Munio Capital directors apply to dissolve the company

The directors of Munio Capital, which in 2016 offered five-year unregulated bonds paying 9.8% per annum, have applied to strike the company off the register.

Munio is six months overdue with its accounts and recently survived a compulsory strike-off in July 2018. That strike-off attempt was launched by Companies House due to the company’s failure to file a confirmation statement; this latest strike-off has been requested by the directors themselves, specifically director and joint-owner Gary Williamson.

Munio Capital’s website is down and its phone number goes straight to an answering machine.

The stated aim of the company was to provide liquidity to a payday lender in the US. Investors have alleged that Munio invested investors’ money in Privilege Wealth, which is in administration.

How much was invested in Munio Capital is not known as the company has failed to file accounts since its bond raise.

If no objection is received to the striking off, the company will be dissolved and all Munio Capital’s assets, if any, will become property of the UK Government (though creditors could apply to have this reversed). UK law requires that all Munio’s creditors must be notified of the striking off application.

The strike-off application suggests the directors believe Munio Capital – and by extension its bonds – to be worthless.

How do I get my money back from Munio Capital?

Munio Capital was promoted to at least some investors by regulated financial advisors. If you were advised to invest by an FCA-regulated adviser, you may be able to recover your money by making a formal complaint that the bonds (which were suitable only for sophisticated and high net worth investors investing a small part of their assets) were unsuitable.

If the adviser refuses to provide compensation, the complaint can be taken to the Financial Ombudsman, which can order compensation of up to £150,000 per person. If the adviser is unable to pay, you would be covered by the Financial Services Compensation Scheme up to £50,000 per person.

Investors should avoid Claims Management Companies (CMCs) as they are unnecessary (the FOS and FSCS process is slow but straightforward), often have a lower success rate than direct complaints, and charge eye-watering fees (often 30% of monies recovered).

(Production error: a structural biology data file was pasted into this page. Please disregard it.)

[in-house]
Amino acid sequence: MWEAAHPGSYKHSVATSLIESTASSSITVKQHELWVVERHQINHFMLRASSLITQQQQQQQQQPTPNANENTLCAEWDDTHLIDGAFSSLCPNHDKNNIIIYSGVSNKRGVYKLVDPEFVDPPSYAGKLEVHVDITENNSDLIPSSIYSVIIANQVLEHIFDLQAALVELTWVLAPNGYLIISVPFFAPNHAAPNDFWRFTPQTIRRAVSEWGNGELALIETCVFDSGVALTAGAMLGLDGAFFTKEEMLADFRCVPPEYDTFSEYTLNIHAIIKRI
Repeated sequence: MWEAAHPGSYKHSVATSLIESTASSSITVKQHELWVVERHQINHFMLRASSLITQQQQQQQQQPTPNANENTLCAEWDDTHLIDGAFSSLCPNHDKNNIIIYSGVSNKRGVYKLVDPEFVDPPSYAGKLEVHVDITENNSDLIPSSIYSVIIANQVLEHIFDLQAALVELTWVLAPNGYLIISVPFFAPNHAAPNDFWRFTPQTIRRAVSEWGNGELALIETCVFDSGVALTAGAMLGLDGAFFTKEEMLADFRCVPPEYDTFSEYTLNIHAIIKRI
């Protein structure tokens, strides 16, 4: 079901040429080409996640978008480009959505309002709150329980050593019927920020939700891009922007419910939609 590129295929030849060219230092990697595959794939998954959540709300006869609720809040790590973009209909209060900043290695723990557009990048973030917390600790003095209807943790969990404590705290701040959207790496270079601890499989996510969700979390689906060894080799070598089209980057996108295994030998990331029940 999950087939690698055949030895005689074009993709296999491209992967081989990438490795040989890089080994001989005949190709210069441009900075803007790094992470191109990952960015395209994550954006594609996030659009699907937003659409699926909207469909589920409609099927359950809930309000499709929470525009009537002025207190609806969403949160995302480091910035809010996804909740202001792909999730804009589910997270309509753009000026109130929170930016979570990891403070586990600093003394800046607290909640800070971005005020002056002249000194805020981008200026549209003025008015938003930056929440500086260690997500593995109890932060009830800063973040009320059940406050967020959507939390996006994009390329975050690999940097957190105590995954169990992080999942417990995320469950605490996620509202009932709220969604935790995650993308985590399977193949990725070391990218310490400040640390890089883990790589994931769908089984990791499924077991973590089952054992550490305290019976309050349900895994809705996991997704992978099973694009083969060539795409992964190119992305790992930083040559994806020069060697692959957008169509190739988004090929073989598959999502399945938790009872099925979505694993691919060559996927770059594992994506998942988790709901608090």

If you invested in Munio Capital, you should be on your guard against anyone contacting you and telling you that they can recover your money. It is highly likely that you will be targeted by fraud recovery fraud. If anyone asks you to pay “legal fees” or “liquidation fees” to release your money it is almost certainly a scam.

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2 thoughts on “Munio Capital directors apply to dissolve the company

  1. Another one bites the dust …

    A question I have is has there ever been a “successful” unregulated bond that pays all its coupons and redeems at the end of the term?

    I am waiting for one unregulated bond in particular, reported here on this site at the end of 2017, whose name is – and imho characteristics – ironically similar to: “a region of spacetime exhibiting such strong gravitational effects that nothing—not even light — can escape from inside it”, also to bite the dust.

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  2. Loads. BrewDog might be the most famous example. Rubbish beer but I can’t argue with the financials. A number of other well-known companies that have launched minibonds like Hotel Chocolat, targeted principally at fans of the product. I *think* that despite the travails of Secured Energy Bonds, there were good predictable returns to be made from government subsidies for a while (though it was a little before my time). And we needn’t count the thousands of bonds traded on regulated exchanges as the layer of scrutiny applied by the exchange makes them not unregulated.

    I don’t include BrewDog type bonds here because a) there is enough coverage out there already b) of the way they are marketed.

    Nothing wrong with the investment class providing the investor understands the risks and considers the offered return commensurate.

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